When I found out that the United States Conference of Catholic Bishops had recently approved Dorothy Day’s cause for canonization, I was surprised. Not because I didn’t think she was a good woman, but because I knew her as an activist. And although many activists do a lot of good things, they’re not typically saints canonized by the Catholic Church. I was intrigued by this. So when Marcie asked me to give this talk on Dorothy Day I agreed, but I really didn’t know too much about her beyond her involvement in starting the Catholic Worker Movement.
I’m really grateful that I had this chance to get to know Dorothy Day, because it allowed me to understand why the Church is actually looking to canonize her. She was truly a remarkable woman. So, if activism doesn’t make someone a saint, what does? Well, an interior life. Okay, what’s an interior life? It’s a profoundly deep relationship with God in one’s life. Not just on the outside, but in one’s very heart, in one’s very being. And here we find Dorothy Day – the contemplative. Honestly, that is kind of shocking because there are many words we can use to describe Dorothy Day: the separatist, the protester, the activist, the writer, and even the communist at one point. But who would think to describe her as the contemplative? And yet at her core this is who she was.
She showed us how her loneliness – essential loneliness – was baptized into a desire and longing for God. We all experience loneliness and it’s very easy to stop at that. We feel loneliness and then we try to distract or fill ourselves. What if we didn’t try to distract or fill ourselves? What if we followed the loneliness to its logical conclusions – its logical end? What if we broke through it? What would happen? I’m proposing – I think Dorothy Day would as well – that it’s when we can persevere through the loneliness that God can transform that longing into a longing for Himself.
Before I dive right into the work, I want to tell a story. Back in January I went to a retreat at a monestary called the Cloistered Dominican Nuns. I was in silence the whole time and, of course, I chose freely to go there. Before going I was a litle apprehensive. I thought to myself, “Well, I know I’ve been distracting myself. Why am I so restless?” And I just figured, “Oh well, maybe because I’m depressed or unhappy or whatever.” You know, we all think these things. So I decided, “Well, we’ll see what happens.”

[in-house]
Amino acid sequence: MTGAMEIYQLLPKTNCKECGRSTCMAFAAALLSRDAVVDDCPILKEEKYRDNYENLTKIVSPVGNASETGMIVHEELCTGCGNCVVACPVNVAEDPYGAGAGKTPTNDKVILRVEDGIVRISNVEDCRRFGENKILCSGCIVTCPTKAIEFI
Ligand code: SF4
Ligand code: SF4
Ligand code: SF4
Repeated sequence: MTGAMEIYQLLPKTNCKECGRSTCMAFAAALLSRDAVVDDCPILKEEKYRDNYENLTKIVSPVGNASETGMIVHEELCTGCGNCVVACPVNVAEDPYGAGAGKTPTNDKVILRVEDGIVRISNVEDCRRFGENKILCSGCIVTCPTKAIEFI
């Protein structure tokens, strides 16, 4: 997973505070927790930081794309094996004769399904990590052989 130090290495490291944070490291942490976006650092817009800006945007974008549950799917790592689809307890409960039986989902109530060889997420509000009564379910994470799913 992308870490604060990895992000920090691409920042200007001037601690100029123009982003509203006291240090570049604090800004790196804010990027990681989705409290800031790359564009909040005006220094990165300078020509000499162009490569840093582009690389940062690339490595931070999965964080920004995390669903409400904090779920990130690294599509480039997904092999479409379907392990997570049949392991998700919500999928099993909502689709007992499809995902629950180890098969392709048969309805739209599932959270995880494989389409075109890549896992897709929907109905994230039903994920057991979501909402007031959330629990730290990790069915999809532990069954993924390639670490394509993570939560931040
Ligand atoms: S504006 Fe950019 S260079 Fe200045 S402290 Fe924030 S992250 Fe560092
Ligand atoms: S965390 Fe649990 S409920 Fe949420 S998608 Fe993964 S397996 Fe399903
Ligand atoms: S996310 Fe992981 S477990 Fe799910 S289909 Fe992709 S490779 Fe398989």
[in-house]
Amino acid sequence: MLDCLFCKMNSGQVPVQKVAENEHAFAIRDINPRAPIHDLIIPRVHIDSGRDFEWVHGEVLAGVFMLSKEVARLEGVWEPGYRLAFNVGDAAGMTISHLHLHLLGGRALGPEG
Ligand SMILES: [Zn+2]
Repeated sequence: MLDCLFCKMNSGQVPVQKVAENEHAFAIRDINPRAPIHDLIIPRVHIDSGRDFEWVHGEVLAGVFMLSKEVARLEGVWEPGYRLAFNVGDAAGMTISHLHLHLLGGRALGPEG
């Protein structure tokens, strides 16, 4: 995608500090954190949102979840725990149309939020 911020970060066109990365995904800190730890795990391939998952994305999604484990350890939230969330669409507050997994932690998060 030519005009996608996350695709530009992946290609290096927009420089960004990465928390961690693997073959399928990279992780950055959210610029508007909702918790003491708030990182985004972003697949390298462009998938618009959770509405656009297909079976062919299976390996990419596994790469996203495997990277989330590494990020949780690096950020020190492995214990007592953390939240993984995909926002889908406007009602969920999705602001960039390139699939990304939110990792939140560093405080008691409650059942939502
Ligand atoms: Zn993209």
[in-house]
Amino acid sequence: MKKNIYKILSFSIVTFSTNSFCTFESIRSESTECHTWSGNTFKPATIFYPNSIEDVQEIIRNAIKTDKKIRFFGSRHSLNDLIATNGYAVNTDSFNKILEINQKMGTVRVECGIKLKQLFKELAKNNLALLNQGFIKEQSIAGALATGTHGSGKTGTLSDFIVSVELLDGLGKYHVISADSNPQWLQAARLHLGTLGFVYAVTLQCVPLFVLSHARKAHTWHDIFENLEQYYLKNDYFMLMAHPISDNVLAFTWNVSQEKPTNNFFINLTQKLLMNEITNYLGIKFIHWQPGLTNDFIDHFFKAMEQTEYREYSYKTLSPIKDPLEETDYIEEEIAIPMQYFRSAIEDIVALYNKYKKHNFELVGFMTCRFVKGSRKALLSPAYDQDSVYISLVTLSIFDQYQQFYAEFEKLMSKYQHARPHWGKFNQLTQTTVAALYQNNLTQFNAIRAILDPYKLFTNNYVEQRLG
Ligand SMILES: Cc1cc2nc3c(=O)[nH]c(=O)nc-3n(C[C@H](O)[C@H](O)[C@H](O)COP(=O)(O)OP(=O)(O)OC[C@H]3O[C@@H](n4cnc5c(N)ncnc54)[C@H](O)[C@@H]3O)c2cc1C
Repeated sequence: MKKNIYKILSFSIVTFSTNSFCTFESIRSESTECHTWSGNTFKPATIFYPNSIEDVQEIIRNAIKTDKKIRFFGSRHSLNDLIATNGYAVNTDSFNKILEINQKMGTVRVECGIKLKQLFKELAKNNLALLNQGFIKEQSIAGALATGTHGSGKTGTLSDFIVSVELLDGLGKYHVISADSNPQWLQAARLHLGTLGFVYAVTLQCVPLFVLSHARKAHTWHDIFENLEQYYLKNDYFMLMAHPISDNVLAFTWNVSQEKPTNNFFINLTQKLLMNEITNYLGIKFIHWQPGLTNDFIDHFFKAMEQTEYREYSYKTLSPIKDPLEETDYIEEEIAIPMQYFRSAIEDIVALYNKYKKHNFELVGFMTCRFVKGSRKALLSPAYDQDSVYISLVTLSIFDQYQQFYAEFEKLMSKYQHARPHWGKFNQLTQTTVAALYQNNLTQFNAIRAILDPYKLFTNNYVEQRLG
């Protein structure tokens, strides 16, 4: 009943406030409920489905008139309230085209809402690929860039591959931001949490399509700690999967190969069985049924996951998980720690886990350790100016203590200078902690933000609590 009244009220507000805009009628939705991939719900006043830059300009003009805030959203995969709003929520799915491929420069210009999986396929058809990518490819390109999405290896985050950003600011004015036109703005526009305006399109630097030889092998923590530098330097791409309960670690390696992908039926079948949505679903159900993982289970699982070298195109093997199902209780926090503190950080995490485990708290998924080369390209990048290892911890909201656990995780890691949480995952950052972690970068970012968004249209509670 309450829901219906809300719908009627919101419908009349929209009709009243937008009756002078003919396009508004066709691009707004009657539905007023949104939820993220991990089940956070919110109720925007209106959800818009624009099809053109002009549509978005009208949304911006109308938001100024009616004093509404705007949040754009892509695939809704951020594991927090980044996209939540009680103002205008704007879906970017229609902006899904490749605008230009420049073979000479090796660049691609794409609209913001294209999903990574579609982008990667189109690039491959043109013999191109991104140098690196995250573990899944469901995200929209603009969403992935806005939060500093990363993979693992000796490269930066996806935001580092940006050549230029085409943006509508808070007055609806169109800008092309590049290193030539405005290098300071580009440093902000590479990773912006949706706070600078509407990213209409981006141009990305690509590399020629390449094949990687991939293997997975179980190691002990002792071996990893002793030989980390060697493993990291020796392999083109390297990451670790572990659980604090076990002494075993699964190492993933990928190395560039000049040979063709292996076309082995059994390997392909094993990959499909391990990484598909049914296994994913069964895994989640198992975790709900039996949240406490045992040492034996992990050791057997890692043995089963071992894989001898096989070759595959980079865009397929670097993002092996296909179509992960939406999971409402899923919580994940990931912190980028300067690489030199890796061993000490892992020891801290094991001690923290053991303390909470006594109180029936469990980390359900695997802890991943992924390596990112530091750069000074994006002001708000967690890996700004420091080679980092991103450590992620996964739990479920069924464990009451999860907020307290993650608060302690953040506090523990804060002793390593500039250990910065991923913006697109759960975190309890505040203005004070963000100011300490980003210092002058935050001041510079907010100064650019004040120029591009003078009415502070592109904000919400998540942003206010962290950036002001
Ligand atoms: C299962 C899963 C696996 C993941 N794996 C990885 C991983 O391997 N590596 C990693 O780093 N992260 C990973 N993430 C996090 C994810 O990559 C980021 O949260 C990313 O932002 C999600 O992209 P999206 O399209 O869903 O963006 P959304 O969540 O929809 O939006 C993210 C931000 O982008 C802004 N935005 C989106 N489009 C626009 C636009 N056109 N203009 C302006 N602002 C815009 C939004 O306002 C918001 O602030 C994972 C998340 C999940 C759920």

So I went to the retreat by myself and there was silence. I was in adoration for several hours a day because the nuns have perpetual adoration. I went to Mass, ate, and read, but there weren’t any fireworks or huge manifestations. However, when I was flying back to Washington DC on the plane I felt this deep loneliness and longing in my heart. This was what I had been distracting myself from. I wasn’t distracting myself from something bad but from something good. I was distracting myself from what I was created for – union with God.
I couldn’t believe it and yet it made a lot of sense because to desire, to long, is quite uncomfortable. So I want you to think about your own longing. First of all your own loneliness. Then ask yourself: What am I longing for? What do I seek? What is my heart reaching out after? And when we can finally answer those questions, there’s going to be a resolution. Because when we know what we’re longing for, we can have communion with God. And then we can worship Him.
Check back next week for the continuation of “Spiritual Barrenness: Reflections on Dorothy Days ‘The Long Loneliness'”